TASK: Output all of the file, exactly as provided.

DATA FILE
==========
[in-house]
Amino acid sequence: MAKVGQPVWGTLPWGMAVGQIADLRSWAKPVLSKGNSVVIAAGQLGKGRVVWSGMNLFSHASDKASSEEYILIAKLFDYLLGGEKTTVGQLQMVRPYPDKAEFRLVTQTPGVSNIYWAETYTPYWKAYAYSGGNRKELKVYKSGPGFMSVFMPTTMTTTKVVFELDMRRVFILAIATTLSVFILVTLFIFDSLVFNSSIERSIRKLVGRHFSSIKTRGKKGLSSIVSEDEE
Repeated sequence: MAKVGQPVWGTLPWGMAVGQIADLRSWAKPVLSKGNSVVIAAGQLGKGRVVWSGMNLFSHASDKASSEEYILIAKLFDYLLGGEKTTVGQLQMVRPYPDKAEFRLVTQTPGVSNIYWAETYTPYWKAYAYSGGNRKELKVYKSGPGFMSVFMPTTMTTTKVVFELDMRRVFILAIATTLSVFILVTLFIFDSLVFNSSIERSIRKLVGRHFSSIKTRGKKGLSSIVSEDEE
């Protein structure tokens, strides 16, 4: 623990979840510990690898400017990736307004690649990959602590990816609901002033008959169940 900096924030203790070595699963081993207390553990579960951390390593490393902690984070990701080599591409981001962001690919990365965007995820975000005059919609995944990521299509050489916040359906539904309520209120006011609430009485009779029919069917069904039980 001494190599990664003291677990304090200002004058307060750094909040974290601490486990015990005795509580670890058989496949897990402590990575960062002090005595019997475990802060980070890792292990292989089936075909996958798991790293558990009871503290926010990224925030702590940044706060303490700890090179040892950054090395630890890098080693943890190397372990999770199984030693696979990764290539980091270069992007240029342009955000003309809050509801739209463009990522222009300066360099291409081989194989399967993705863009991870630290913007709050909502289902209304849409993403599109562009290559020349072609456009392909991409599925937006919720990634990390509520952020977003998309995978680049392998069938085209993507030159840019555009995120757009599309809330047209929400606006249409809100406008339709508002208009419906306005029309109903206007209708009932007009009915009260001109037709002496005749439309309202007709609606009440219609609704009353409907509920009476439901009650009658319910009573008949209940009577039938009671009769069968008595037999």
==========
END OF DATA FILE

[in-house]
Amino acid sequence: MAKVGQPVWGTLPWGMAVGQIADLRSWAKPVLSKGNSVVIAAGQLGKGRVVWSGMNLFSHASDKASSEEYILIAKLFDYLLGGEKTTVGQLQMVRPYPDKAEFRLVTQTPGVSNIYWAETYTPYWKAYAYSGGNRKELKVYKSGPGFMSVFMPTTMTTTKVVFELDMRRVFILAIATTLSVFILVTLFIFDSLVFNSSIERSIRKLVGRHFSSIKTRGKKGLSSIVSEDEE
Repeated sequence: MAKVGQPVWGTLPWGMAVGQIADLRSWAKPVLSKGNSVVIAAGQLGKGRVVWSGMNLFSHASDKASSEEYILIAKLFDYLLGGEKTTVGQLQMVRPYPDKAEFRLVTQTPGVSNIYWAETYTPYWKAYAYSGGNRKELKVYKSGPGFMSVFMPTTMTTTKVVFELDMRRVFILAIATTLSVFILVTLFIFDSLVFNSSIERSIRKLVGRHFSSIKTRGKKGLSSIVSEDEE
């Protein structure tokens, strides 16, 4: 623990979840510990690898400017990736307004690649990959602590990816609901002033008959169940 900096924030203790070595699963081993207390553990579960951390390593490393902690984070990701080599591409981001962001690919990365965007995820975000005059919609995944990521299509050489916040359906539904309520209120006011609430009485009779029919069917069904039980 001494190599990664003291677990304090200002004058307060750094909040974290601490486990015990005795509580670890058989496949897990402590990575960062002090005595019997475990802060980070890792292990292989089936075909996958798991790293558990009871503290926010990224925030702590940044706060303490700890090179040892950054090395630890890098080693943890190397372990999770199984030693696979990764290539980091270069992007240029342009955000003309809050509801739209463009990522222009300066360099291409081989194989399967993705863009991870630290913007709050909502289902209304849409993403599109562009290559020349072609456009392909991409599925937006919720990634990390509520952020977003998309995978680049392998069938085209993507030159840019555009995120757009599309809330047209929400606006249409809100406008339709508002208009419906306005029309109903206007209708009932007009009915009260001109037709002496005749439309309202007709609606009440219609609704009353409907509920009476439901009650009658319910009573008949209940009577039938009671009769069968008595037999």